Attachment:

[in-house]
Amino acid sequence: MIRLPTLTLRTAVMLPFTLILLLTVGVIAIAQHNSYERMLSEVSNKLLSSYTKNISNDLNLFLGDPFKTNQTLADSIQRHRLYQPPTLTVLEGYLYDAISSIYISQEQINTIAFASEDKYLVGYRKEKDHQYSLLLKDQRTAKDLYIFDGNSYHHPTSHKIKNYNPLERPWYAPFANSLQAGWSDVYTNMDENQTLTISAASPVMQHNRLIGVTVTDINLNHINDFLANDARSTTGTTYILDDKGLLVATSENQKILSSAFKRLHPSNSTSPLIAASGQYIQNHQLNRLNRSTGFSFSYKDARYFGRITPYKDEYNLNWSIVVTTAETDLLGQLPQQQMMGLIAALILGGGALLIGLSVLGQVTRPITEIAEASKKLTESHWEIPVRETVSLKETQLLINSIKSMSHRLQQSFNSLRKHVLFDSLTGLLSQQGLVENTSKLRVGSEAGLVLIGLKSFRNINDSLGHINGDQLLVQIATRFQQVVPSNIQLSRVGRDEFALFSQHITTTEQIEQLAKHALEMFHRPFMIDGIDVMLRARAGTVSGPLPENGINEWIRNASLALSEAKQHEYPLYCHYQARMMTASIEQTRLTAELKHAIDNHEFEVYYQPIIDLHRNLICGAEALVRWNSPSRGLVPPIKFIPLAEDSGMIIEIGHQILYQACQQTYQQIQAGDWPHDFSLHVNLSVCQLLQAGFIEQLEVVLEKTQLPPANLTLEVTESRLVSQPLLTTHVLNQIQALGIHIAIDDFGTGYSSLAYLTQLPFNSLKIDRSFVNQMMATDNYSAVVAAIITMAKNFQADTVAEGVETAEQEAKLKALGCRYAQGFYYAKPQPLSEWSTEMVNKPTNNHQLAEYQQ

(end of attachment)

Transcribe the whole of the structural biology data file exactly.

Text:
[in-house]
Amino acid sequence: MIRLPTLTLRTAVMLPFTLILLLTVGVIAIAQHNSYERMLSEVSNKLLSSYTKNISNDLNLFLGDPFKTNQTLADSIQRHRLYQPPTLTVLEGYLYDAISSIYISQEQINTIAFASEDKYLVGYRKEKDHQYSLLLKDQRTAKDLYIFDGNSYHHPTSHKIKNYNPLERPWYAPFANSLQAGWSDVYTNMDENQTLTISAASPVMQHNRLIGVTVTDINLNHINDFLANDARSTTGTTYILDDKGLLVATSENQKILSSAFKRLHPSNSTSPLIAASGQYIQNHQLNRLNRSTGFSFSYKDARYFGRITPYKDEYNLNWSIVVTTAETDLLGQLPQQQMMGLIAALILGGGALLIGLSVLGQVTRPITEIAEASKKLTESHWEIPVRETVSLKETQLLINSIKSMSHRLQQSFNSLRKHVLFDSLTGLLSQQGLVENTSKLRVGSEAGLVLIGLKSFRNINDSLGHINGDQLLVQIATRFQQVVPSNIQLSRVGRDEFALFSQHITTTEQIEQLAKHALEMFHRPFMIDGIDVMLRARAGTVSGPLPENGINEWIRNASLALSEAKQHEYPLYCHYQARMMTASIEQTRLTAELKHAIDNHEFEVYYQPIIDLHRNLICGAEALVRWNSPSRGLVPPIKFIPLAEDSGMIIEIGHQILYQACQQTYQQIQAGDWPHDFSLHVNLSVCQLLQAGFIEQLEVVLEKTQLPPANLTLEVTESRLVSQPLLTTHVLNQIQALGIHIAIDDFGTGYSSLAYLTQLPFNSLKIDRSFVNQMMATDNYSAVVAAIITMAKNFQADTVAEGVETAEQEAKLKALGCRYAQGFYYAKPQPLSEWSTEMVNKPTNNHQLAEYQQ